BusinessDay recently published a special report on the PoS market where it showed that while the PoS market is growing, with the total number of PoS agents hitting 1.9 million, distribution remains grossly lopsided. Cities like Lagos, Abuja, and Port Harcourt, where the income levels are high, command a large concentration of banking agents at the detriment of rural communities, which the agents were originally meant to serve.

Lagos, for instance, has 281,631 agents, making it the state with the highest number of agents in Nigeria, according to data from Shared Agent Network Expansion Facilities (SANEF). It is also the state with the highest agent per 100,000 adults at 3,412 agents per 100,000 adults. On the other hand, Yobe State, with largely rural dwellers, has the lowest number of agents at 8,194 while Jigawa has the lowest number of agents per 100,000 at 330.

Read also: CBN’s new cash withdrawal limits spark divergent views

Going by the SANEF data, the CBN’s new cash withdrawal limits, if implemented across the country, would ultimately push small businesses in these rural communities that depend on the few PoS terminals to the brink of collapse.

Favour Omonua, a financial expert, said the disadvantages of the new cash withdrawal limits outweigh the advantages.

“It will encourage people to start saving their cash at home since they will be made to pay service charges on extra cash withdrawals. It will affect PoS businesses that have helped reduce youth unemployment,” Omonua said.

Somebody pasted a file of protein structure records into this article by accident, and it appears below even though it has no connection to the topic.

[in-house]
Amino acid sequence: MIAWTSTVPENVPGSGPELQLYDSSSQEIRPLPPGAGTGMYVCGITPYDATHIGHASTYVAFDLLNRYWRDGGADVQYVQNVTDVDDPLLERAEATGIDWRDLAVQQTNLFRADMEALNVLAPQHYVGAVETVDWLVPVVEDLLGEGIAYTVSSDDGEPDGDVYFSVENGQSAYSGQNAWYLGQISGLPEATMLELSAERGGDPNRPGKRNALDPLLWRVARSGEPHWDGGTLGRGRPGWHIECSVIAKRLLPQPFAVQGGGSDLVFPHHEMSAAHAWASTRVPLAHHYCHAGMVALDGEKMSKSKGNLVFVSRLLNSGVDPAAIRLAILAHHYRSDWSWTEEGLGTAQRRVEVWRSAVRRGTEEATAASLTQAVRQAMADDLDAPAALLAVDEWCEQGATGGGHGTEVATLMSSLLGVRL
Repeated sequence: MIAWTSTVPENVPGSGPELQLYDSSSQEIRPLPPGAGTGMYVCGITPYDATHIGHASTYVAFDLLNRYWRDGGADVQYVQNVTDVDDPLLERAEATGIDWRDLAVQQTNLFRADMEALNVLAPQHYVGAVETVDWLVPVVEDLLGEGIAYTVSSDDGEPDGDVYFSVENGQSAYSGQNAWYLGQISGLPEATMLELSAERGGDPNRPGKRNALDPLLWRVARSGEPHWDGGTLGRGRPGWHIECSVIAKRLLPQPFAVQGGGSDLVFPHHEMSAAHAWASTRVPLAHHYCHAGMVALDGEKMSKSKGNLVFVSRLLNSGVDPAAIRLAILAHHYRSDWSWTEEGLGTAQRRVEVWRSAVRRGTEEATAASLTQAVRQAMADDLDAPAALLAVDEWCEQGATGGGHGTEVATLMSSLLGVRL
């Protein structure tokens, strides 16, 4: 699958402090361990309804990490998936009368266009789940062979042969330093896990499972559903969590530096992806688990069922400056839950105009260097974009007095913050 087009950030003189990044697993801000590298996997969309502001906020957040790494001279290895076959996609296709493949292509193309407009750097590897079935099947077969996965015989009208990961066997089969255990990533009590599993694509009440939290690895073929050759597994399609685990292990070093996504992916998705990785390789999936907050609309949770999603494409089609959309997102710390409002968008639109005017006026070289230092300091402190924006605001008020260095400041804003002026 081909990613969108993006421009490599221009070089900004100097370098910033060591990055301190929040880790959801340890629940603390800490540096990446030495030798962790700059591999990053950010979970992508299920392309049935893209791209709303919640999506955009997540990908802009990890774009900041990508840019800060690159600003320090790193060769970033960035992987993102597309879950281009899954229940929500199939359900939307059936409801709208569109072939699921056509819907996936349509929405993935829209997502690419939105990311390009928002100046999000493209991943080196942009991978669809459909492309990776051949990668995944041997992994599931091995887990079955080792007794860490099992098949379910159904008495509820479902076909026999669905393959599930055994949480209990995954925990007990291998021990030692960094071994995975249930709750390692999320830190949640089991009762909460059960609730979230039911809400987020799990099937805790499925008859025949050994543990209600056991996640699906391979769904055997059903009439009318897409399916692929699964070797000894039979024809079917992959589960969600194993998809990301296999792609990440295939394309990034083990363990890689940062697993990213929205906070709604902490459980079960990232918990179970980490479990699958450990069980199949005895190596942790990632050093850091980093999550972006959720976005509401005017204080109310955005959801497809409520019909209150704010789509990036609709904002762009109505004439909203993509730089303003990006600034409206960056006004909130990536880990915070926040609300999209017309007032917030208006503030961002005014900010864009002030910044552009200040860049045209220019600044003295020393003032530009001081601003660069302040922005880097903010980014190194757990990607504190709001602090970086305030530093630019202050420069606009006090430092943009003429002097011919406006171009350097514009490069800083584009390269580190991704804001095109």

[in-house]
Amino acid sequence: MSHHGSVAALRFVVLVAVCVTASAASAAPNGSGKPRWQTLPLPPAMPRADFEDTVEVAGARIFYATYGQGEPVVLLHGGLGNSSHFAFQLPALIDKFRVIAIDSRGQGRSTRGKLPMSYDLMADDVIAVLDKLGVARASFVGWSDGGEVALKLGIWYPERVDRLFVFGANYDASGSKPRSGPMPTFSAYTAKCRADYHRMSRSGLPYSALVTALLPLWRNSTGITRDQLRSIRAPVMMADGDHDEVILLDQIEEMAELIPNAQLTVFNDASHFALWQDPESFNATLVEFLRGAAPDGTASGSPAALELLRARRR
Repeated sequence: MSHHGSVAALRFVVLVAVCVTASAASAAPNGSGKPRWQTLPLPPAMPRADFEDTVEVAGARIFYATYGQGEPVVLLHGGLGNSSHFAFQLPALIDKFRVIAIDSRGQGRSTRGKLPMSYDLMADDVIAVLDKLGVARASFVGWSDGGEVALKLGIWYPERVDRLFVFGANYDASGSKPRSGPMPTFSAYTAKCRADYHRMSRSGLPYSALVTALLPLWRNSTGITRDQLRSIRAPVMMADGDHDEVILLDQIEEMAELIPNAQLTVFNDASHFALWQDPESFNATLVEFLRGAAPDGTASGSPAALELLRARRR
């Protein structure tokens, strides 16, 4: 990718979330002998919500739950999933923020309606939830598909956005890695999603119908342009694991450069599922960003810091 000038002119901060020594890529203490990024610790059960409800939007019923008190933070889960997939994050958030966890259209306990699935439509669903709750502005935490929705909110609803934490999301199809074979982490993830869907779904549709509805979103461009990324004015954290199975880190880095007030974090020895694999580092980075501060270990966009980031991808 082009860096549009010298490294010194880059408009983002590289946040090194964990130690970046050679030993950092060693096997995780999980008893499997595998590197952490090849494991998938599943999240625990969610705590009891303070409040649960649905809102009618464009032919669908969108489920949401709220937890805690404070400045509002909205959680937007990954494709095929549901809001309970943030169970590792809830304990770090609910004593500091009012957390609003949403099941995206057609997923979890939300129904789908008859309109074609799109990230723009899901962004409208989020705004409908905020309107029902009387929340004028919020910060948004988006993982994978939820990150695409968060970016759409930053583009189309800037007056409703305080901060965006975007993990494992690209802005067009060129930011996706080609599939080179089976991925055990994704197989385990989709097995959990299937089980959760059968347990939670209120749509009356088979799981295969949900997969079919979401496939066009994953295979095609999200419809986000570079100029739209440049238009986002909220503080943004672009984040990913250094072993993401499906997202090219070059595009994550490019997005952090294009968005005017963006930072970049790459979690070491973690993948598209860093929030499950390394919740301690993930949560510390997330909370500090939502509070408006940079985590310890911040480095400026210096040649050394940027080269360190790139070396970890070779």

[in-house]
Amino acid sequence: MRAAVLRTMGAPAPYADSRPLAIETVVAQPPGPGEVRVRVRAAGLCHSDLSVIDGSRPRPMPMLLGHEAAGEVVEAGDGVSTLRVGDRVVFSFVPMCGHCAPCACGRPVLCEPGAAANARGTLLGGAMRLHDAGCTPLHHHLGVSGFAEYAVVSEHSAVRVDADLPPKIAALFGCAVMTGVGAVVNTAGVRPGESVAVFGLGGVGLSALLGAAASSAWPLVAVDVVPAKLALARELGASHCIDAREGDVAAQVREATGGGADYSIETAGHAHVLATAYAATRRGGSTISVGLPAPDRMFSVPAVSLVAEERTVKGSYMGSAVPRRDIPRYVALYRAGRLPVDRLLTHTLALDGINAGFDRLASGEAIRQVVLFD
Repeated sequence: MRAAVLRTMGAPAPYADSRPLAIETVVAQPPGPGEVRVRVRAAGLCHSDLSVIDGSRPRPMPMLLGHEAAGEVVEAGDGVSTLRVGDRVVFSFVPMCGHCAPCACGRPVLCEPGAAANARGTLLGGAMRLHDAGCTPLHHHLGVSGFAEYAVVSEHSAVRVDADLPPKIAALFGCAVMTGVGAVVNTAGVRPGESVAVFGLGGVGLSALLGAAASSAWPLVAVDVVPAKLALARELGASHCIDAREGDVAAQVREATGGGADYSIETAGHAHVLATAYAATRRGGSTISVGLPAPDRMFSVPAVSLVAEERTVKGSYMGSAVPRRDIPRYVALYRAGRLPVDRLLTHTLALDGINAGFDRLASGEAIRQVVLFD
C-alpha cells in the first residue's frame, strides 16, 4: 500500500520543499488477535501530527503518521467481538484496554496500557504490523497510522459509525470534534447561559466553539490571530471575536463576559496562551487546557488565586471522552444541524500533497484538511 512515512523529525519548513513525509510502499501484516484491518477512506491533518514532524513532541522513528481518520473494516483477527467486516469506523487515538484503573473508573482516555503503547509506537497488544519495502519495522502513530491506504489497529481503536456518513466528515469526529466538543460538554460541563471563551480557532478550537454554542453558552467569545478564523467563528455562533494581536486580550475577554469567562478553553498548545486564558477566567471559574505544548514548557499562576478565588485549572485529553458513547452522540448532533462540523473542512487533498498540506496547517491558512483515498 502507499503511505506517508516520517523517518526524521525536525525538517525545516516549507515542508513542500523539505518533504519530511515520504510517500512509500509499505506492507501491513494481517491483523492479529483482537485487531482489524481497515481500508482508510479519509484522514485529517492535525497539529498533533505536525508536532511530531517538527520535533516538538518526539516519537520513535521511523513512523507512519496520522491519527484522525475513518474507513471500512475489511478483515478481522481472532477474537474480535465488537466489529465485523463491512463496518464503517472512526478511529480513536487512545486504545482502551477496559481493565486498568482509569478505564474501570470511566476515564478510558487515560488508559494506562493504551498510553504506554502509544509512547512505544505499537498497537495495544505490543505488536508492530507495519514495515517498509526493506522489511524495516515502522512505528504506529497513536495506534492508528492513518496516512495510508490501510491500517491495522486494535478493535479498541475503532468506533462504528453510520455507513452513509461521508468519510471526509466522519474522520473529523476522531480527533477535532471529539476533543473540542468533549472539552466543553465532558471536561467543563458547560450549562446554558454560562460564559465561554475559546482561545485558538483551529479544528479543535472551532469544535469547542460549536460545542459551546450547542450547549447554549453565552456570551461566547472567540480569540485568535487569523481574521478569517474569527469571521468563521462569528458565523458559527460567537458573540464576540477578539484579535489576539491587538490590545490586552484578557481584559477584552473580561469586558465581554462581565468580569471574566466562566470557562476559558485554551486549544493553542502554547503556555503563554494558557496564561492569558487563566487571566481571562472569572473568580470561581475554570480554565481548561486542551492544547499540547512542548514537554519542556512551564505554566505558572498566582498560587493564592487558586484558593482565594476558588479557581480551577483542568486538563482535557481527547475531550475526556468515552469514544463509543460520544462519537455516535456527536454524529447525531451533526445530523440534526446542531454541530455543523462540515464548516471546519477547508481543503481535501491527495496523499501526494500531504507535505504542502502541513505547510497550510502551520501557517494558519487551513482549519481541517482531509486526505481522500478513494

The policy may also be running ahead of the capacity of the existing payment infrastructure in the country. PoS transaction failures, merchant PoS apathy in a bid to avoid charges and delays in repayment, USSD service fluctuations and unavailability on weekends, regular banking app glitches or unavailability, delays in failed transaction resolutions, and high electronic banking charges are some of the issues that experts said they had hoped the CBN and its stakeholders would first address.

“Electronic transaction which has problems during the best of times will have significant issues presented with five times to 10 times of today’s volumes,” Adewale Adetugbo, a fintech expert, said. “Obviously, this was not modeled in any form and shows the lack of capacity and capability in public institutions. Have you asked banks to invest so they can handle the traffic peaks you envisage? Have you modelled the flows of physical cash?”

Taiwo Oyedele, head of tax and corporate advisory services at PwC Nigeria, said placing stiffer restrictions on cash withdrawals can drive a cashless economy. However, for him, a more effective strategy could have been to enhance the cashless economy infrastructure to remove or significantly reduce the challenges and irritations that people experience when transacting using electronic payments.

“Each of us regularly experiences unsuccessful electronic payment transactions either due to a bad network, switch failure, or even lack of electricity to charge the devices,” Oyedele said.

The CBN could have also opted to make the cashless economy more attractive by removing the frictions that create stumbling blocks to mass adoption, he added.